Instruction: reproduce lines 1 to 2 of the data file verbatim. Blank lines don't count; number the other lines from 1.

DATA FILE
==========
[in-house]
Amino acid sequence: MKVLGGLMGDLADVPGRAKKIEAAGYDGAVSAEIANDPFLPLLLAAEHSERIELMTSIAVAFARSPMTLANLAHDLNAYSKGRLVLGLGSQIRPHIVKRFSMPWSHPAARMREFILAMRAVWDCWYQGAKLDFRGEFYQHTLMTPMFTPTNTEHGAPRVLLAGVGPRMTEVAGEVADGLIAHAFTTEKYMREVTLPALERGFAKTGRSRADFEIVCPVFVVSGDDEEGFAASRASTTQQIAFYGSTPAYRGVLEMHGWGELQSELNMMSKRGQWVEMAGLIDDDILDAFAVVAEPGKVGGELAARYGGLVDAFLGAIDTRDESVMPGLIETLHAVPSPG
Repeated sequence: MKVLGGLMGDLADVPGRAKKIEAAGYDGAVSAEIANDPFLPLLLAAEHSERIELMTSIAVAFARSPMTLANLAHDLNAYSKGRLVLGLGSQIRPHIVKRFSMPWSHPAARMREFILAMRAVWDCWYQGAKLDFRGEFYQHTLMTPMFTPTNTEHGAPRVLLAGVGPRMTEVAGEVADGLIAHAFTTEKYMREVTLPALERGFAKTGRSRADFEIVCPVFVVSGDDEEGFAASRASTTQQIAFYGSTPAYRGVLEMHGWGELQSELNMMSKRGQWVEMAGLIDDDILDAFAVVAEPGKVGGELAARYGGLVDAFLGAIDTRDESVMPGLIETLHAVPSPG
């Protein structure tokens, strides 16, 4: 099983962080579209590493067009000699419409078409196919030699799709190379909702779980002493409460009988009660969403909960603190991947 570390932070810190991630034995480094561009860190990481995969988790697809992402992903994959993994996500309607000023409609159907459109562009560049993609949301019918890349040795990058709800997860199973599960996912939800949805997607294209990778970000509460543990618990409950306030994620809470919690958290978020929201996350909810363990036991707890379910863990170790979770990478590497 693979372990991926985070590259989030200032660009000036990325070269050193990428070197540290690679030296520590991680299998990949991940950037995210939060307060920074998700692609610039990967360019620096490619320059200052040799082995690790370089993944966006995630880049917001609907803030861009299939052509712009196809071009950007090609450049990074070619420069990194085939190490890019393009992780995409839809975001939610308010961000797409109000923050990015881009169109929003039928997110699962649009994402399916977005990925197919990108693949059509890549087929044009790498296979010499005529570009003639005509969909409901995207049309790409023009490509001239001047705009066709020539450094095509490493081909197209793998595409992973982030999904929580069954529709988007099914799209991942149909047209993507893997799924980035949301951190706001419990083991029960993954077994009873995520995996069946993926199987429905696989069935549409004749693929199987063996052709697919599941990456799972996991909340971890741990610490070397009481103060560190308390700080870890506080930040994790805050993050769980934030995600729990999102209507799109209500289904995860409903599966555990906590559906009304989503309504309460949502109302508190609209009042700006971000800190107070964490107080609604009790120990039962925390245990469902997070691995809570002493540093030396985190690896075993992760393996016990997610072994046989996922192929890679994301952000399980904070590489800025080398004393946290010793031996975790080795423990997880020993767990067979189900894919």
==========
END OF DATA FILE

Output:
[in-house]
Amino acid sequence: MKVLGGLMGDLADVPGRAKKIEAAGYDGAVSAEIANDPFLPLLLAAEHSERIELMTSIAVAFARSPMTLANLAHDLNAYSKGRLVLGLGSQIRPHIVKRFSMPWSHPAARMREFILAMRAVWDCWYQGAKLDFRGEFYQHTLMTPMFTPTNTEHGAPRVLLAGVGPRMTEVAGEVADGLIAHAFTTEKYMREVTLPALERGFAKTGRSRADFEIVCPVFVVSGDDEEGFAASRASTTQQIAFYGSTPAYRGVLEMHGWGELQSELNMMSKRGQWVEMAGLIDDDILDAFAVVAEPGKVGGELAARYGGLVDAFLGAIDTRDESVMPGLIETLHAVPSPG